CCR5 Testing and HIV Tropism

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CCR5 Testing and HIV Tropism

What Is HIV Tropism Testing?

Human immunodeficiency virus (HIV) tropism testing helps figure out if a drug called maraviroc (Selzentry®) is likely to work against a person's particular kind of HIV.

HIV copies itself by infecting white blood cells called CD4 cells. HIV gets into the CD4 cell by attaching to one of two proteins that sit on the outside of the cell. These proteins are called the CCR5 and CXCR4 receptors.

HIV may use CCR5, CXCR4, or a combination of both to infect cells. HIV tropism testing looks at a person's HIV infection to find out which receptors the virus uses.

There are three main types of tropism:

  1. CCR5 tropism (also called R5-tropic): HIV virus infects cells using the CCR5 receptor only.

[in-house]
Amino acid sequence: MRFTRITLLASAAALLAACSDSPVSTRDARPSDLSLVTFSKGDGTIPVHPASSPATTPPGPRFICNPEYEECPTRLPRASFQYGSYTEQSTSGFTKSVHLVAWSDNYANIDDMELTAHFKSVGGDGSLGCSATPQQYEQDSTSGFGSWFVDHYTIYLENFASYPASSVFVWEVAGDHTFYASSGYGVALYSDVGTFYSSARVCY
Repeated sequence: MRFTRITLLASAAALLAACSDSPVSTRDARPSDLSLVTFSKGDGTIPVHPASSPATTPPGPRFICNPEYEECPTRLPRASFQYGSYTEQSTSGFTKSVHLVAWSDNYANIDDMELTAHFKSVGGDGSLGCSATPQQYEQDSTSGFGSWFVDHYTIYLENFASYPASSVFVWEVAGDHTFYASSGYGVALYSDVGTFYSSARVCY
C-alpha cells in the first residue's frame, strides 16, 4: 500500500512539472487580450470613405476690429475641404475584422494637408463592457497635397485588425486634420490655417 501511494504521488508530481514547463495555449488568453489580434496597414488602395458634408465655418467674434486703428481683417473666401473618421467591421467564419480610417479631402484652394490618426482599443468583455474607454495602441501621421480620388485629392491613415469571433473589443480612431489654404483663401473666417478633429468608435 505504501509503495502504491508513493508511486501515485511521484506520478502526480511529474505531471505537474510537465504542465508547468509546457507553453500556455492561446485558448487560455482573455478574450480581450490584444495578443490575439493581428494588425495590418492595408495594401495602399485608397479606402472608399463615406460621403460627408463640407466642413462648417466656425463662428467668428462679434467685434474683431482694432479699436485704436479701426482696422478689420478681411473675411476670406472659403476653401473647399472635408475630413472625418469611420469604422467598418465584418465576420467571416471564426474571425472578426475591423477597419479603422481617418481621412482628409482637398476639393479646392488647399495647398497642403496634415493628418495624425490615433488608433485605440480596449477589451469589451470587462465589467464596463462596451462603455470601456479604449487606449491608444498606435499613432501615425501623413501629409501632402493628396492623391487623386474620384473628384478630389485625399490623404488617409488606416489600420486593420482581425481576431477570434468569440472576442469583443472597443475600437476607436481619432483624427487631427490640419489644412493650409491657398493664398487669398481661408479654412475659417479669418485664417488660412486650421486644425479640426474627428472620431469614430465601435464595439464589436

2. CXCR4 tropism (also called X4-tropic): HIV virus infects cells using the CXCR4 receptor only.
  3. Dual or mixed tropism: HIV virus uses either receptor to infect cells.

Maraviroc is an HIV drug that attaches to the CCR5 receptor and blocks HIV from using it to get into the cell. Maraviroc does not block HIV that uses the CXCR4 receptor.

Maraviroc only works in people infected with CCR5-tropic HIV. It should not be taken by people with virus that uses only CXCR4 or a combination of both receptors.

Right now, HIV tropism testing is only used to predict maraviroc response. In the future, it could be used to predict response to other drugs that target CCR5 or CXCR4 specifically.

Next: Who Should Consider HIV Tropism Testing for Maraviroc Response?